• When raw rice flour is kneaded and pressed with a frying machine to prepare over-cooked (scorched) rice, it is difficult to digest the scorched rice, which in turn sometimes makes the stomach sore. This is due to poor digestion in the digestive organs.
  • The beta state starch may be easily assimilated (digested) into the digestive juices of the human body by breaking down each bonding molecular structure in the process of boiling, steaming or roasting, that is, by changing the starch into the alpha state, thereby being converted into required sugar and supplying energy.
  • Therefore, the carbohydrate molecular crystal state of the whole grain is alpha-converted through the cooking step S130, thereby facilitating digestion.
  • In the cooking step S130, it is preferable to stir the rice several times while adding water during cooking. This is because brown glutinous rice requires more water than other whole grains during cooking.
  • When cooking for less than 1 hour in the cooking step S130, the brown rice, brown glutinous rice, black rice or a grain mixture thereof may be partially less boiled. On the other hand, if exceeding 3 hours, the grain is softened too much and does not maintain the original shape thereof. Therefore, steam-cooking is preferably performed for 1 to 3 hours.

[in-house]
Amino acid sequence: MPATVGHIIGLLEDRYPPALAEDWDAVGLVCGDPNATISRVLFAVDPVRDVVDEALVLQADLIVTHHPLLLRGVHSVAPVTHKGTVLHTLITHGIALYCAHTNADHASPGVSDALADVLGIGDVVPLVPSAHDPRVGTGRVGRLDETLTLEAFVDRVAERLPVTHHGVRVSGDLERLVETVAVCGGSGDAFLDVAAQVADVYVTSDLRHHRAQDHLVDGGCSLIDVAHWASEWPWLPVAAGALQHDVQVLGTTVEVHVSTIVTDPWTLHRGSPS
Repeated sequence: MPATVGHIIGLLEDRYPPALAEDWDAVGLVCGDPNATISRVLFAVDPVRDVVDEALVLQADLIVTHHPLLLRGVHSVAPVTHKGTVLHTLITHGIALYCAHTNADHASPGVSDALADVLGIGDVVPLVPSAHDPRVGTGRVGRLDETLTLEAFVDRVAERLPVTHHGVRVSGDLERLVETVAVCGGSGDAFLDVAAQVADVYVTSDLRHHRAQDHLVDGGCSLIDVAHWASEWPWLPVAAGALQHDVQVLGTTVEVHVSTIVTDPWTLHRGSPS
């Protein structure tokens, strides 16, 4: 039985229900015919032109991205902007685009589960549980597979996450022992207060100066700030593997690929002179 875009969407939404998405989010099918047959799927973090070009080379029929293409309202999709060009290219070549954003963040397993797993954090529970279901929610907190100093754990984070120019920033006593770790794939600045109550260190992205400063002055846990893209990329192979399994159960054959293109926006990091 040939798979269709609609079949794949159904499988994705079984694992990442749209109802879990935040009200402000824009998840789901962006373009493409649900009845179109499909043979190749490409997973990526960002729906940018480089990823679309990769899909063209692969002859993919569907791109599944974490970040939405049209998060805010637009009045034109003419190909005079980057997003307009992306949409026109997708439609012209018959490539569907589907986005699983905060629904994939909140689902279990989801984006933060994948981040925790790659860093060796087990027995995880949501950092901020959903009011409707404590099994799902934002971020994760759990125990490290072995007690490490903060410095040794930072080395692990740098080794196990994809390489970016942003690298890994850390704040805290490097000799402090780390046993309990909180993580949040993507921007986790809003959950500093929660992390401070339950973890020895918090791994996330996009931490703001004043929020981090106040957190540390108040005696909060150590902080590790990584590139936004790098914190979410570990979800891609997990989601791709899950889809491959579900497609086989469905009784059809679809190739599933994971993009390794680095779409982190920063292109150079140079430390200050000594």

• On the other hand, although it was described that the cooking step S130 is carried out using steam, cooking may also be performed in a pressure cooker, that is, an autoclave.
  • The cooking method using an autoclave may be classified into the following two methods.
  • A first cooking method may include directly washing and cooking brown rice, brown glutinous rice, black rice or a grain mixture thereof without soaking after germination stage S120.
  • After putting the brown rice, brown glutinous rice, black rice or a grain mixture thereof into the autoclave, water may be added to an extent at which the rice is barely submerged in water, followed by cooking. When an autoclave cock starts to move while discharging steam from the same, about 5 minutes should be allowed to remove all of the steam instead of immediately turning off the heat. At this time, the whole grain may be easily separated into grains in a drying step S140 described later, however, a carbonized layer does not easily burst when roasting in a carbonized layer formation step S160.